It is an interesting idea to treat insuree profiles as assets that can be bought and sold. It reminds me of mortgages that are bought and sold by banks. The bad risk profiles cannot be traded when they have negative value so bad risk profiles are bundled with good ones and sold. Seem familiar — we end up with the same kind of toxic financial junk that collapsed the real estate market. Original insurers are consumers of unbundled profiles. In a free market they make the purchasing decisions. When they are compelled to make a bad purchase, the free market… Read more »

Margalit Gur-Arie
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Margalit Gur-Arie

jd, I think you are right. I don’t think we can have a single payer system, or even a multi payer system that provides universal care and is regulated like in several European countries. At least not in the very near future. I’m starting to agree with Matthew that things will need to get a lot worse before they can get better.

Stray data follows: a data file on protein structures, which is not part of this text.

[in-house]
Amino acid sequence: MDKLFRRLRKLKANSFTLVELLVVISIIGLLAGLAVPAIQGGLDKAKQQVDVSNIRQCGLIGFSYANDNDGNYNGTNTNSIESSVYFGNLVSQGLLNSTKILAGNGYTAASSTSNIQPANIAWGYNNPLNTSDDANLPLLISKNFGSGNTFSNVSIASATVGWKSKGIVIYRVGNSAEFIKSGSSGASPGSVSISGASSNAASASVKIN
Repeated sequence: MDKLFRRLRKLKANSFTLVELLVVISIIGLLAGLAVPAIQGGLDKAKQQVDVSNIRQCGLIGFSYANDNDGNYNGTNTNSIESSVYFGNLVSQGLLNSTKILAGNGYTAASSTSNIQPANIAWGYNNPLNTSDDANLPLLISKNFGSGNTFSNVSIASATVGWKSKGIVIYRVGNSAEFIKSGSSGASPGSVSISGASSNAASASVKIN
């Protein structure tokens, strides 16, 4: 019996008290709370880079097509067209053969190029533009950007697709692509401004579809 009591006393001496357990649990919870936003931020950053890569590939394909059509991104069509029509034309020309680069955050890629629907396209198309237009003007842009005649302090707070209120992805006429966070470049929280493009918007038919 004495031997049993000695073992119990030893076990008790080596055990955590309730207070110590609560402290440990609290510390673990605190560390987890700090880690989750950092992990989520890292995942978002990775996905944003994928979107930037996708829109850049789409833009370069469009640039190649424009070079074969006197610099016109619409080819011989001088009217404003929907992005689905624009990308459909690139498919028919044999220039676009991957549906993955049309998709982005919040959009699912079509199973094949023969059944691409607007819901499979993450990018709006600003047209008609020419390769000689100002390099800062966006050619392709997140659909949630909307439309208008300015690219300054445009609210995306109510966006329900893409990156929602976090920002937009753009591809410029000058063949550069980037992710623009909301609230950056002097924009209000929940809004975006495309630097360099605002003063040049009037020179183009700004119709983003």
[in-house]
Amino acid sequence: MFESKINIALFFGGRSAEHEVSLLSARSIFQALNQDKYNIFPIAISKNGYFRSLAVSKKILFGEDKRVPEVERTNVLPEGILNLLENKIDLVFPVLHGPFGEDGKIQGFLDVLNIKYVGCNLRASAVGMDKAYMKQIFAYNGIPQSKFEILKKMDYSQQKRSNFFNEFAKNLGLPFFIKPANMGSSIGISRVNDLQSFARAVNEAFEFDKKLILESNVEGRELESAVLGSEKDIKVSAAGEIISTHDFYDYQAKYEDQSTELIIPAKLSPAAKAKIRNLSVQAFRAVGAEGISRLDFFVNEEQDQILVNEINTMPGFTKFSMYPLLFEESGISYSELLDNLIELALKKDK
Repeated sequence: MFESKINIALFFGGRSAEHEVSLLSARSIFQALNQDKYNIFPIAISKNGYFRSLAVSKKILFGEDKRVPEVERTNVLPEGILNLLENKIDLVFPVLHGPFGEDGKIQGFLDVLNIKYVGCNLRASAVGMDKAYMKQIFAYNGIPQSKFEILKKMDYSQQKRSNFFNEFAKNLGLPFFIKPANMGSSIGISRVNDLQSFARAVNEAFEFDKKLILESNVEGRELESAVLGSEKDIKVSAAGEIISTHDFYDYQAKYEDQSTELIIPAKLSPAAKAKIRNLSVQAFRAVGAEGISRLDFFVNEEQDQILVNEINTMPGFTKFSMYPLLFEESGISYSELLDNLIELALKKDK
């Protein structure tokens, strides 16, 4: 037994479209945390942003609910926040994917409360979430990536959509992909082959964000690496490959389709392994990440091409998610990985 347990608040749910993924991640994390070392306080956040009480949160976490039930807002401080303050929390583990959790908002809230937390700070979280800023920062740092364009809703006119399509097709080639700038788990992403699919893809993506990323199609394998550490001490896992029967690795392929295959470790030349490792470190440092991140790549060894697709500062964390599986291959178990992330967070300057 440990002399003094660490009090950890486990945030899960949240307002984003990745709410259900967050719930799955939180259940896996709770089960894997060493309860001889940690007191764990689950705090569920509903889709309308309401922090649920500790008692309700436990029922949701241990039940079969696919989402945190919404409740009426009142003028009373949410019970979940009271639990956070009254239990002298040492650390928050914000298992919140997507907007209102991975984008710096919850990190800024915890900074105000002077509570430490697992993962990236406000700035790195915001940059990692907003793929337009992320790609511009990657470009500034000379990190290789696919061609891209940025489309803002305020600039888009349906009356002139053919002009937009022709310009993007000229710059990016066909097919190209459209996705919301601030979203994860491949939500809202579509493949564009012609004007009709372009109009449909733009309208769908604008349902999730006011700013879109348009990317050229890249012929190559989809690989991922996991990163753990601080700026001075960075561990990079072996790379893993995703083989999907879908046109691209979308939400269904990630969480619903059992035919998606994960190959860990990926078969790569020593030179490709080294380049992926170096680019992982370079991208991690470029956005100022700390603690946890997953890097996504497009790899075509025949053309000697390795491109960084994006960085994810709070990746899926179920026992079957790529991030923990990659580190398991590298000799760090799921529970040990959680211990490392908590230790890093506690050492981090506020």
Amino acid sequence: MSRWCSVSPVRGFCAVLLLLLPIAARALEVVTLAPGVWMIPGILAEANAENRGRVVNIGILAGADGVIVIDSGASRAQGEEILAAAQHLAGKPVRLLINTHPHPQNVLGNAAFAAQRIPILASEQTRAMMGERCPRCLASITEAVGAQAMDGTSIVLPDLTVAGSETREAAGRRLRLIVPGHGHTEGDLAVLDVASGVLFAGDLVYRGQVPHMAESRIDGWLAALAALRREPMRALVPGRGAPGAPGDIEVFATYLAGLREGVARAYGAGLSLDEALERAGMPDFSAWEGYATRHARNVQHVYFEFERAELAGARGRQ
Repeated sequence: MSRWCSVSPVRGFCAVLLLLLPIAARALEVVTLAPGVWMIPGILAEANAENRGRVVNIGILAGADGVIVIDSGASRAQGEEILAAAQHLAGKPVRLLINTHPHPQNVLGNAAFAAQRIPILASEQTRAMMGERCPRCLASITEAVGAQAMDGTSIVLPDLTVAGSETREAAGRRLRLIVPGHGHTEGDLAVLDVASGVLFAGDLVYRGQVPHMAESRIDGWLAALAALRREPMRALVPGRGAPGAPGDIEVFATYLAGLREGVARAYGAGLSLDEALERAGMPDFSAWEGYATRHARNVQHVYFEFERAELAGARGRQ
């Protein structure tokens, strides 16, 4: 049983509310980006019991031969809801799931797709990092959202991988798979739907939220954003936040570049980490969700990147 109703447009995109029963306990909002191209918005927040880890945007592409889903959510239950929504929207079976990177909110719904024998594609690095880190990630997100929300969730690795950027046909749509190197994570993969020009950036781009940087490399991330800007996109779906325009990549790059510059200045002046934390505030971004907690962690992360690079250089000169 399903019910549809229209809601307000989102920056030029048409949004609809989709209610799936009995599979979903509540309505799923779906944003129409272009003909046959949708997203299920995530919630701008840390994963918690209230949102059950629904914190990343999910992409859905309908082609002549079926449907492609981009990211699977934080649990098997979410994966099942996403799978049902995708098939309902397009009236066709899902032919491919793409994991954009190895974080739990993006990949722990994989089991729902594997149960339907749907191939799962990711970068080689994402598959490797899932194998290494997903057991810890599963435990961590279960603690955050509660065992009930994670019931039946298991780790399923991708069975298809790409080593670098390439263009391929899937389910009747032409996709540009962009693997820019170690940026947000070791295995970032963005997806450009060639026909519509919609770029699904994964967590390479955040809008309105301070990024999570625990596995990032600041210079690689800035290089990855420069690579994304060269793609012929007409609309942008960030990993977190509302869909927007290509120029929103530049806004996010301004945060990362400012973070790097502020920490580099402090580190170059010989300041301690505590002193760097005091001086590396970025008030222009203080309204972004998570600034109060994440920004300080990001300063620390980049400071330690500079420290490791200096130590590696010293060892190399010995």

As to various health & wellness programs run by insurers or employers, I guess I suffer from a fundamental disbelief that the right goals can be achieved by actions taken for the wrong reasons.
I will look that book up….

jd
Guest
jd

Margalit, I think you’re dealing with caricatures here in some cases. Several of us also noted the simplest way to solve the problem of health and wellness efforts not being financially rewarded is to create a single payer system. There would be no switching from one plan to another, leaving the efforts of one plan wasted from its point of view. However, there is no reason to think we’ll get healthier as a nation if we switch to single payer from a reasonable multipayer system. Are the English healthier than the Swiss? What does the fact that the Swiss or… Read more »